YUGE: South Korea: 'Credit Goes To President Trump' For North Korean Peace Talks

South Korea credited President Donald Trump for the historic peace talks with North Korea on Friday

South Korea's foreign minister Kang Kyung-wha said President Donald Trump "clearly" gets the "credit" for bringing North Korea to the table for a historic peace meeting on Friday.

"Clearly, credit goes to President Trump," Kang told CNN reporter Christiane Amanpour. "He's been determined to come to grips with this from day one."

On Friday, North Korean despot Kim Jong Un crossed the the Military Demarcation Line between North and South Korea for peace talks with South Korean President Moon Jae-in. The duo established a goal of peace with no nuclear arms, reports The New York Times. President Trump is set to meet Kim this summer.

"I think we're all surprised. Obviously pleasantly surprised," Kang said hours before the historic meeting.

As noted by CNN, Mr. Trump directed fiery rhetoric toward Kim last summer and has softened his language in recent days, seemingly strategically so: "In August, he threatened 'fire and fury like the world has never seen.' In September, he said 'Rocket Man is on a suicide mission.' This week, he said that Kim Jong-un had been 'very open and I think very honorable.'"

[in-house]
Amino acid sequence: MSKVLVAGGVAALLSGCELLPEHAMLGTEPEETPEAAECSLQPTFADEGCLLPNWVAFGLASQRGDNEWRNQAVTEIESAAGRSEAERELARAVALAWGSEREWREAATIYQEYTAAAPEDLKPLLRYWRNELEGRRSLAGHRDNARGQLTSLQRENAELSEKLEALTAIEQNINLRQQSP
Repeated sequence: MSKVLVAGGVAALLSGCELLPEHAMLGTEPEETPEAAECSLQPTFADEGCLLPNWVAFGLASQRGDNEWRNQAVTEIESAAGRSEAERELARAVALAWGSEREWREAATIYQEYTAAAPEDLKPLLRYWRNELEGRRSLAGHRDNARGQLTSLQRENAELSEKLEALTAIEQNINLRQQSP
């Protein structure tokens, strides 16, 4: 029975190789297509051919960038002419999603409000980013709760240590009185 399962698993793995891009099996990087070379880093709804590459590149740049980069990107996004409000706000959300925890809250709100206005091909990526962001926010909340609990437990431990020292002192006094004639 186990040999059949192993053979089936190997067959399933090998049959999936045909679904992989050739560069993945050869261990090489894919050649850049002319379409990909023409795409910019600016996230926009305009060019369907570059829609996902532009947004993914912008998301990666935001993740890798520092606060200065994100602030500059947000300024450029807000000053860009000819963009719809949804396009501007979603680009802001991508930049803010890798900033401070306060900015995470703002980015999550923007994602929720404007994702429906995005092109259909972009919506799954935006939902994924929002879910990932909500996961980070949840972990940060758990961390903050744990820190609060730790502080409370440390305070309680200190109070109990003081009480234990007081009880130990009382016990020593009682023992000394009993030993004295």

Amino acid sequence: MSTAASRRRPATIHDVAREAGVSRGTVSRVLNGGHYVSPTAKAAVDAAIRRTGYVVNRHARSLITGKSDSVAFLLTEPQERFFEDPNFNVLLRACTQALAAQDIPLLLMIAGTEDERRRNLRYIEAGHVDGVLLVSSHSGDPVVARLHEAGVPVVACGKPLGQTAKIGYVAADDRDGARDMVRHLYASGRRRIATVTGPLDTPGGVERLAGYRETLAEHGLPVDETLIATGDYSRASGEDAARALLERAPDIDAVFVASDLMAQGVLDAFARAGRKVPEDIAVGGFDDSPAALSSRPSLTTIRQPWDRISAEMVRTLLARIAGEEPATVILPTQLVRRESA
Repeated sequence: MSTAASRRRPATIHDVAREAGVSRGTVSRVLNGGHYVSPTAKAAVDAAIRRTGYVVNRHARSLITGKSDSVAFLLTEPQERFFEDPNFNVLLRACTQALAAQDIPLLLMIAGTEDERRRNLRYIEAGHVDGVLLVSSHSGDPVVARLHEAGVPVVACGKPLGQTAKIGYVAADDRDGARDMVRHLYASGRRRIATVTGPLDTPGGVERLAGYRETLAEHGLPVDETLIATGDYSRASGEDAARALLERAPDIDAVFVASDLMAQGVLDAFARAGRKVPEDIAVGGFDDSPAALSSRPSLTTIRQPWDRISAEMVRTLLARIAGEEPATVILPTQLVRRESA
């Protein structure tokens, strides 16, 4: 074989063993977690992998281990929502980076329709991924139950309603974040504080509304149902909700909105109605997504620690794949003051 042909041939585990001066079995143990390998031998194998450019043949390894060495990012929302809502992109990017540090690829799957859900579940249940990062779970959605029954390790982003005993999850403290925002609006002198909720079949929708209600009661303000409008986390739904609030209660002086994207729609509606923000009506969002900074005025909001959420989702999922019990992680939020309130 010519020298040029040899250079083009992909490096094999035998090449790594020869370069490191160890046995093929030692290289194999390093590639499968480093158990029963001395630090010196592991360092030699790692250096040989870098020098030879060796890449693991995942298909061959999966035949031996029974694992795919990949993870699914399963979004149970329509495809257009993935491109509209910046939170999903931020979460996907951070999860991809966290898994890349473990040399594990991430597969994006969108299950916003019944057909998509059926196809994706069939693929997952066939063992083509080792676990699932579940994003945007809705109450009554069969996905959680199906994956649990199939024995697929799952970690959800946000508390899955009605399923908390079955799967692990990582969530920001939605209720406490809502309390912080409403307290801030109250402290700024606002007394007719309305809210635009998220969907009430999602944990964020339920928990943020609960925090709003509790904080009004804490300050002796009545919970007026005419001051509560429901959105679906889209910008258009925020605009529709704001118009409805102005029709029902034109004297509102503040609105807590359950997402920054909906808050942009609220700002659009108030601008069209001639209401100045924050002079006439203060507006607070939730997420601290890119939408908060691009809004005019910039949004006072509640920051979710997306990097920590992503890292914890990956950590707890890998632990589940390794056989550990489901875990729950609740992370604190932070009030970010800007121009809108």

Kang said Moon's and Trump's rhetoric sent the same message: "North Korea will not be accepted -- never be accepted as a nuclear power."

After the meeting between North and South Korea, President Trump took to Twitter, declaring, "KOREAN WAR TO END!"

As noted by The Daily Wire, experts have fully acknowledged the amazing step toward peace and its significance, but warn against putting implicit trust in Kim. "I don’t think people should get carried away by the extraordinary scenes that we’re seeing — there’s still an enormous amount to be worked out before these good intentions turn into practical steps. But it is unquestionably a turning point, and now the challenge is going to be for President Trump and Kim Jong Un to try and build on that. I think one big question on that score is how far Kim Jong Un is prepared to go in practical terms on the nuclear issue and on that we simply don’t know," said Mike Chinoy, a senior fellow at the University of California's US-China Institute.

Trump, likewise, warned of the same earlier in the day. "After a furious year of missile launches and Nuclear testing, a historic meeting between North and South Korea is now taking place. Good things are happening, but only time will tell!" he wrote.

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